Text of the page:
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Old 10-12-2008, 08:57 PM   #1
PalmHarbor
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Removing old mortar/thinset?

Hi, I am in the process of my first tile job. I'm replacing the tile in my kitchen which is about 6'x7' on a concrete slab. Taking out the old tile was very easy although a bit messy :P My problem is with the old mortar/thinset. Some came up with the old tiles. I would say about half of the area in different spots chipped off real easily. The rest of it is extremely difficult to get off. I have been chipping away at it with a chisel for the past couple days and its getting old fast! lol I went to Lowes and they sold me a hand grinder with disc for concrete. That works great but makes a huge mess, dust cloud and is difficult not to gouge into the cement. Most of the areas left are around the cabinets so I don't think the big air hammer/chisel they rent at home depot would work there. Do I really need to remove all the mortar/thinset? I went over the areas and smoothed them out some so its only like 1/8" high in some areas. The guy at home depot says you have to get it all off! Any thoughts or ideas please?!? lol I am sooo sore and not looking foward to the entry way and bathrooms planned for later! Thanks!
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Old 10-12-2008, 09:07 PM   #2
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hey palm harbor. have u tried a 4" ravor scraper. lots of elbow greese. i would try to remove the rest if not posible you can use a self leveler for what u did remove.
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Old 10-12-2008, 10:15 PM   #3
ceramictec
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an 1/8" is nothing.
when I remove floor here in Florida I float the floor with thinset to make flat if there is too much leftover thinset that cant be removed.
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Old 10-13-2008, 10:18 AM   #4
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I think I agree with CeramicTec--- an 1/8" is really nothing.

But for your future jobs, I recommend renting a rotary hammer and chisel bit. They rent here in OK for about $65 per day, or for the whole weekend if you rent after noon on Sat. I have found no way that isn't messy, dusty and annoying. But the rotary hammer is the fastest, just becareful not to dig into the concrete, some marring is okay, but don't aim for China. Keep it on an angle and stay at it. It's less wearing than any manual option, but probably the dirtiest, but for the time it saves it's worth it. Tape off your area, get a good dust mask and get to it.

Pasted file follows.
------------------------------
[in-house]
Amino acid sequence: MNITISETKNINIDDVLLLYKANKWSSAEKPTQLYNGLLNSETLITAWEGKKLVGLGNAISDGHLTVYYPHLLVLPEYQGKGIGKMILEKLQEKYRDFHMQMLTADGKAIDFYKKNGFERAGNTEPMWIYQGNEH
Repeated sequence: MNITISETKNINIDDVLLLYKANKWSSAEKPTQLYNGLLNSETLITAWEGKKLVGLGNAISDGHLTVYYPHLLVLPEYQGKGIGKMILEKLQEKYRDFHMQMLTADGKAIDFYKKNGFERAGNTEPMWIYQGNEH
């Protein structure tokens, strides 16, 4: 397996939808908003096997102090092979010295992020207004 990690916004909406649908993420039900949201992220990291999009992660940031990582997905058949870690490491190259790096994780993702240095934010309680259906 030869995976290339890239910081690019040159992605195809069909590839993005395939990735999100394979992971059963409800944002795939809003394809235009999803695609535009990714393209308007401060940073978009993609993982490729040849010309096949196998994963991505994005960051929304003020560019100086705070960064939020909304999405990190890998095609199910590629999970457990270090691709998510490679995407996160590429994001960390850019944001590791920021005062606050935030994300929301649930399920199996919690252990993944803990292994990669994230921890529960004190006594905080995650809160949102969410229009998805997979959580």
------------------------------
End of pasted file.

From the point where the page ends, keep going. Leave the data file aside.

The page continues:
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Old 10-13-2008, 11:23 AM   #5
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I also found that a "Bushing bit" on a chipping hammer works great to break up the old thinset. it pretty much pulverizes the old thinset.
need to hold the electric chipping hammer striaght up and down witht his bit.

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Old 10-14-2008, 03:04 AM   #6
Swimmer Steve
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Brian,

I've seen what you're talking about (post 3) here in Florida. They'll go right over the old thinset. Any way you can explain to us shallow end swimmers how to do this? Do you skim, dry and then re thinset? Or do it all in one swoop? I can barely keep the lippage down when I have a perfectly flat floor to work with. Guess that's why you're a pro eh?

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Old 10-14-2008, 08:22 PM   #7
PalmHarbor
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Still chippin away! :P

Thanks for the input! I haven't tried a razor scraper yet, sounds like a good idea! I have been using a wood chisel actually. The thinkset scrapes off pretty easily with that. The only problem is that I only get maybe a 5"x5" area off before the blade gets too dull then I have to go back to the grinder. I am just going to do alittle every night till this weekend then tile over whatever I have left! :P I am definately going to rent that big hammer when I do the bathrooms and entryway. That bit with the points looks pretty cool but looks like it would just chew right through the concrete?
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Old 10-14-2008, 08:39 PM   #8
ceramictec
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Quote:
Do you skim, dry and then re thinset? Or do it all in one swoop?
I pretty much skim the whole floor with semi loose thinset.
just on the top of the leftover thinset.
once dry I go over it with a large scraper or rubbing block/stone to smooth it.
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